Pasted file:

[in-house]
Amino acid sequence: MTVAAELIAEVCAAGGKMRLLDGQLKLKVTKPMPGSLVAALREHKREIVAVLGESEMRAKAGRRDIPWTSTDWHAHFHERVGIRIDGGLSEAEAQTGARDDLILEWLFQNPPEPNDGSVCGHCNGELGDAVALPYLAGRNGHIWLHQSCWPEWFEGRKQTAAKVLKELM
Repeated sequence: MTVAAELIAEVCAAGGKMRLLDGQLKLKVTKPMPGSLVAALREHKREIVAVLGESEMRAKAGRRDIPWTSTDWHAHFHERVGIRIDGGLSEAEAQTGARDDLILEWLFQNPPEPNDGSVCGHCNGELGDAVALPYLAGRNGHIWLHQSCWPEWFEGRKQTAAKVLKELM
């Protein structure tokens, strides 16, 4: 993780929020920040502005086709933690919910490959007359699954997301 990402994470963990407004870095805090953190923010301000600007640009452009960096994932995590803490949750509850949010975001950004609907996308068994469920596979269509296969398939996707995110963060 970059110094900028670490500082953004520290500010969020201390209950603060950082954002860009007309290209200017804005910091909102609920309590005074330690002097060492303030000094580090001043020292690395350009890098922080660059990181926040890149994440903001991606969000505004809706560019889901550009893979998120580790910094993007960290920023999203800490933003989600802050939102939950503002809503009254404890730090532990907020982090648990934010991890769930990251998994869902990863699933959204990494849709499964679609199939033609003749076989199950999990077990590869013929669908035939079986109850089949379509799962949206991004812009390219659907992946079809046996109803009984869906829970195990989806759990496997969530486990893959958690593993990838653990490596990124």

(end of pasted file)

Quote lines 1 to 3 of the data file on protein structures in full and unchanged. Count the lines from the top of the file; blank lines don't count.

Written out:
[in-house]
Amino acid sequence: MTVAAELIAEVCAAGGKMRLLDGQLKLKVTKPMPGSLVAALREHKREIVAVLGESEMRAKAGRRDIPWTSTDWHAHFHERVGIRIDGGLSEAEAQTGARDDLILEWLFQNPPEPNDGSVCGHCNGELGDAVALPYLAGRNGHIWLHQSCWPEWFEGRKQTAAKVLKELM
Repeated sequence: MTVAAELIAEVCAAGGKMRLLDGQLKLKVTKPMPGSLVAALREHKREIVAVLGESEMRAKAGRRDIPWTSTDWHAHFHERVGIRIDGGLSEAEAQTGARDDLILEWLFQNPPEPNDGSVCGHCNGELGDAVALPYLAGRNGHIWLHQSCWPEWFEGRKQTAAKVLKELM